Health Care or Die
If you have yet to watch Obama’s speech on health care, watch it now. The speech attempts to clear up some common myths and misconceptions about his plan for Health Care Reform. If you have seen the speech, you are probably ready for some sign of progress. What’s next?
This week, I spent a few feverish days sweating and coughing through the nefarious swine flu. As I lay dying, my thoughts flitted between being caught up in a lava storm, and my indefinite lack of health insurance. I realized that if if my temperature of 203° did not break, I would have to call Barack and tell him he was running out of time.
Luckily, my delusions were stronger than the virus, my health returned after an extended nap and some ibuprofin, and I had a chance to figure out just what we all are waiting for.
Here’s the breakdown, as I best understand it.
Barack Obama had an IDEA. After some public dispute and despite some public distaste, this IDEA became a BILL. Now, before we will see any changes in the way things work the BILL must become a LAW. Sound familiar? Okay, Schoolhouse Rock explains it best. I’ll leave that part to them.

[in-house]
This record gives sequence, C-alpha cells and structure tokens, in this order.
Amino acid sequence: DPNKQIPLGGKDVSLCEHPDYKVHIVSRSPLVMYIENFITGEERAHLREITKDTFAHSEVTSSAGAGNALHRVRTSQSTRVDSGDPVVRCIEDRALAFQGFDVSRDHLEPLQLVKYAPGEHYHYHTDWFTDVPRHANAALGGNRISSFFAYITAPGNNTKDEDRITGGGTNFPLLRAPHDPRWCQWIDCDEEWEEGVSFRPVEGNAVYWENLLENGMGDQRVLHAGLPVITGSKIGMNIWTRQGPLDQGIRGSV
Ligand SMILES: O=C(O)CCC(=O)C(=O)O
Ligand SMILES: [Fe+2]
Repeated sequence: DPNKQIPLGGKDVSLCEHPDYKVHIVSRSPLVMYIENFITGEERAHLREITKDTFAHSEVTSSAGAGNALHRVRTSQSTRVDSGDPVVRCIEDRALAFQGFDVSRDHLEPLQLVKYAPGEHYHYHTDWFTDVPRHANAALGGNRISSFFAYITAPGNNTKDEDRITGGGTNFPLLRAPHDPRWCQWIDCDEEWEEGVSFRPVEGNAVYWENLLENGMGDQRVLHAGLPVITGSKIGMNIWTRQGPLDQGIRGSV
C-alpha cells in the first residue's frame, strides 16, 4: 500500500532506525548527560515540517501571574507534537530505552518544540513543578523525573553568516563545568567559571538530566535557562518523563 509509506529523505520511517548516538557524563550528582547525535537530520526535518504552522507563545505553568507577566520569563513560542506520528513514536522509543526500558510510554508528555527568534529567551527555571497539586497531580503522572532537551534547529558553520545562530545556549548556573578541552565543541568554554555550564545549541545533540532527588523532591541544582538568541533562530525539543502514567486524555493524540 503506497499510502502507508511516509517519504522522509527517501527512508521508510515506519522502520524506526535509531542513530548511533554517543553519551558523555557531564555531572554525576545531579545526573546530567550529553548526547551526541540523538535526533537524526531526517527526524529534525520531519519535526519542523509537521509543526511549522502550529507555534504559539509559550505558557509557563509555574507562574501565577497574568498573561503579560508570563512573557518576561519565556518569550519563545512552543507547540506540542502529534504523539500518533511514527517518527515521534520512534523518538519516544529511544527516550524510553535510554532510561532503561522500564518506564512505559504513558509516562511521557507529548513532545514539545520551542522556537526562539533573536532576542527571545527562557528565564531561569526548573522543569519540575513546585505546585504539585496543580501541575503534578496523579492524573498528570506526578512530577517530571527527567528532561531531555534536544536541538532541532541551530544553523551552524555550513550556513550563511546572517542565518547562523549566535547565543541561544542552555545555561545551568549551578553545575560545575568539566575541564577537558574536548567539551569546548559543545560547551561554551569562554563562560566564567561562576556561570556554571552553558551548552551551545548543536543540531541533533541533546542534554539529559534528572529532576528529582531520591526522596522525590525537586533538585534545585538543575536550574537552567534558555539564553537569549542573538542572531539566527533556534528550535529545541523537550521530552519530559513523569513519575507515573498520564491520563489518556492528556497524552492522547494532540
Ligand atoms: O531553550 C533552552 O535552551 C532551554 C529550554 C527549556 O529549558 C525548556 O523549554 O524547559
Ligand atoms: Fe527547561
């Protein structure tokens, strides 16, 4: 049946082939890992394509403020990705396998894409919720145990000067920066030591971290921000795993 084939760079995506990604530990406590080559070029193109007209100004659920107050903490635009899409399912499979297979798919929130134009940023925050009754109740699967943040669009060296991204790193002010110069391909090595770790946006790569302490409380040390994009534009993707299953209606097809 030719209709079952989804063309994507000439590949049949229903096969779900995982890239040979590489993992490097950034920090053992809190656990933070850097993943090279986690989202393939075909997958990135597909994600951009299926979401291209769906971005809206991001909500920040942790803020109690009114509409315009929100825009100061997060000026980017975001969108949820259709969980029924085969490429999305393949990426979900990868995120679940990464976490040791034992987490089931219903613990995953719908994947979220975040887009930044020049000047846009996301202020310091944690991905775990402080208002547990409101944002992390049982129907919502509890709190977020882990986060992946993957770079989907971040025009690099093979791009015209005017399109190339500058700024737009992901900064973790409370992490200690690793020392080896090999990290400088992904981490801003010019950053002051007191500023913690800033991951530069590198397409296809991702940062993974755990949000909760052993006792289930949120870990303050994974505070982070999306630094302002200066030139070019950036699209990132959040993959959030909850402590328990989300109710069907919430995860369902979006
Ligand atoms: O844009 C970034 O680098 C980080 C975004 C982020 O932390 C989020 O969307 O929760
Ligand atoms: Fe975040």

Last week, the Baucus proposal for health-care reform passed in a much-anticipated Senate Finance Committee vote, gaining the head-turning support of a single Republican, Maine Senator Olympia Snowe. But this is only the first step in a long and arduous process for our friend “Bill”. Time’s Jay Newton-Small acknowledges that “[t]he notion that anyone is now actually in control of this process is an illusion. But,” he continues, “to the extent that anyone’s hand is on the tiller, it is [Harry] Reid’s.” The Senate Majority Leader will control which amendments come to a vote, which is of course a powerful position during the merger process. He will be working with White House staff and Finance Committee Chairman Max Baucus to blend the Finance bill with a more liberal version passed by the Health, Education, Labor and Pensions Committee — before bringing a final product to the Senate floor.
If passed, the legislation would then go to a conference committee to reconcile differences between the House and Senate bills before heading to the president’s desk. That is, if the House of Representatives can draft some sort of agreement…hopefully before another H1N1 plague comes around and reminds us we still can’t afford to wait.